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2014 - American Sociological Association Annual Meeting Pages: unavailable || Words: 10688 words || 
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1. Fisk, Susan. "Risky Spaces, Gendered Places: The Effect of Risky Contexts on Women and Men’s Performance" Paper presented at the annual meeting of the American Sociological Association Annual Meeting, Hilton San Francisco Union Square and Parc 55 Wyndham San Francisco, San Francisco, CA, Aug 15, 2014 Online <APPLICATION/PDF>. 2019-06-20 <http://citation.allacademic.com/meta/p724862_index.html>
Publication Type: Conference Paper/Unpublished Manuscript
Review Method: Peer Reviewed
Abstract: Power, money, status, and other important societal rewards are frequently earned in risky settings; therefore, performance in these contexts has broad implications for the distribution of resources in society. However, risk-taking itself is extremely masculinized, which may lead women to perform worse in risky contexts. This paper explores whether risky contexts depress the task performance of women using data from a laboratory experiment as well as data from a large undergraduate engineering course. I find that women have worse task performance than men in risky contexts, independent of the gendering of the task and even when baseline performance is controlled. This “risky contexts” phenomenon may perpetuate gender inequality due to the societal rewards that often accompany performance in risky settings and may even contribute to the dearth of women in positions of leadership and power. Possible interventions to counteract this “risky contexts” phenomenon are discussed.

2009 - Midwest Political Science Association 67th Annual National Conference Words: 180 words ||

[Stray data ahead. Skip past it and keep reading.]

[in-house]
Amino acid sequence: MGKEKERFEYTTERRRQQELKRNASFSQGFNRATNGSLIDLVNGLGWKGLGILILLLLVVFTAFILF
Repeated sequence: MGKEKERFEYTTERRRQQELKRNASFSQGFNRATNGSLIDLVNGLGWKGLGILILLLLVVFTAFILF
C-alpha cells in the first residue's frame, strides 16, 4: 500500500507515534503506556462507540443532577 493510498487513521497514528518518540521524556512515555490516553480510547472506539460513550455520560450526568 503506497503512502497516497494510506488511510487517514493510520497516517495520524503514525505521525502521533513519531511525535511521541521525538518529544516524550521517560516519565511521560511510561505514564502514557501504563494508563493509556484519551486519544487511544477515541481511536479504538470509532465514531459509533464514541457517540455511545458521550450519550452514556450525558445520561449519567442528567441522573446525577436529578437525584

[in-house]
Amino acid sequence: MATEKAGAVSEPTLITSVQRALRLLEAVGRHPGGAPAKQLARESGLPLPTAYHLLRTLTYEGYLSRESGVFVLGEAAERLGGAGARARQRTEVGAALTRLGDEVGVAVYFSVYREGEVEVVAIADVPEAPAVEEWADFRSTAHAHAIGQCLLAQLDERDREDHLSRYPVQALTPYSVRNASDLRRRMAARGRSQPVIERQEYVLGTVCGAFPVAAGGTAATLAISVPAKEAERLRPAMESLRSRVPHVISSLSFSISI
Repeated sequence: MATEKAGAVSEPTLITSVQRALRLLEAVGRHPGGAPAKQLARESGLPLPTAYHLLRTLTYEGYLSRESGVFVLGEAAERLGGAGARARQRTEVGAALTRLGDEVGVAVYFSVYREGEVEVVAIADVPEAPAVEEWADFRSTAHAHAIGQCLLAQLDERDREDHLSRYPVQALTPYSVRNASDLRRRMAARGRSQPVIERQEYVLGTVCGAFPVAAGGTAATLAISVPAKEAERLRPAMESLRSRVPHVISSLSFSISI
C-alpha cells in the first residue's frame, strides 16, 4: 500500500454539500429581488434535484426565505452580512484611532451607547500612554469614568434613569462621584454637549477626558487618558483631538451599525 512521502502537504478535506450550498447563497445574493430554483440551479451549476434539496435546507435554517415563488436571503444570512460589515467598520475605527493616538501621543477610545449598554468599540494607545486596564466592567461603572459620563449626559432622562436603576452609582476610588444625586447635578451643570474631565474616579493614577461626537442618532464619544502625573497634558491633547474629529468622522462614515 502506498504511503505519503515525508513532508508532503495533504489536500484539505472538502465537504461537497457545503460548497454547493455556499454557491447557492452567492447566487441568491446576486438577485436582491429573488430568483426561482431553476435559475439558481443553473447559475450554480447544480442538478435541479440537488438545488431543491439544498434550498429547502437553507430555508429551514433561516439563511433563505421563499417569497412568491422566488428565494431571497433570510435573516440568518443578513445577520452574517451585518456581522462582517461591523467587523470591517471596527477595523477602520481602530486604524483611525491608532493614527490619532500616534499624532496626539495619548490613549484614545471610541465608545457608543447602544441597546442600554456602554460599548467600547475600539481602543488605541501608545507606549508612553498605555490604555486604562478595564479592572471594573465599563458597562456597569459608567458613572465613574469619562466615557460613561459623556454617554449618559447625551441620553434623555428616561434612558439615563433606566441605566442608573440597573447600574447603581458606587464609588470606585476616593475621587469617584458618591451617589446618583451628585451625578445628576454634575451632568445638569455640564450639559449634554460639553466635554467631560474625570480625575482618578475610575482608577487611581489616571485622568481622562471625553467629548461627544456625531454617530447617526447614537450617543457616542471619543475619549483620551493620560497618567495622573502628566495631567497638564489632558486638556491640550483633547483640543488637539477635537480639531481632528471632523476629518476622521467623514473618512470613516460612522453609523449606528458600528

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2. Cherif, Feryal. "A Risky Proposition? Leaders' Tenure and the Promotion of Gender Equality in Muslim Countries" Paper presented at the annual meeting of the Midwest Political Science Association 67th Annual National Conference, The Palmer House Hilton, Chicago, IL, <Not Available>. 2019-06-20 <http://citation.allacademic.com/meta/p362353_index.html>
Publication Type: Conference Paper/Unpublished Manuscript
Abstract: While the status of women in Muslim majority countries has been widely studied, the obstacles impeding progress and advancement are less well understood. Prevailing explanations point to the strategic use of religious and gendered ideation by leaders to establish political legitimacy and consolidate power (Al Torki 2000; Charrad 2000; Joseph 2000, 2002; Kandiyoti 2001; Moghadam 1999, 2003; Tetreault and Al-Mughni 2000). Underlying these explanations is the idea that leaders benefit from conservative policies toward women. These explanations imply that in Muslim majority countries executives who promote and afford women more equitable rights weaken rather than consolidate their hold on Power. Ultimately, these leaders risk having shorter terms in office than leaders who preserve conservative policies. Using time-series crossnational data on executive’s tenure in office for 1980-2000, I find that leaders of Muslim majority countries experience shorter tenure in office, if they grant women more equitable rights, but the effects of gender equality are not uniform. Affording women more equitable social rights poses a greater risk for leaders in Muslim majority countries than does the provision of political and economic rights.

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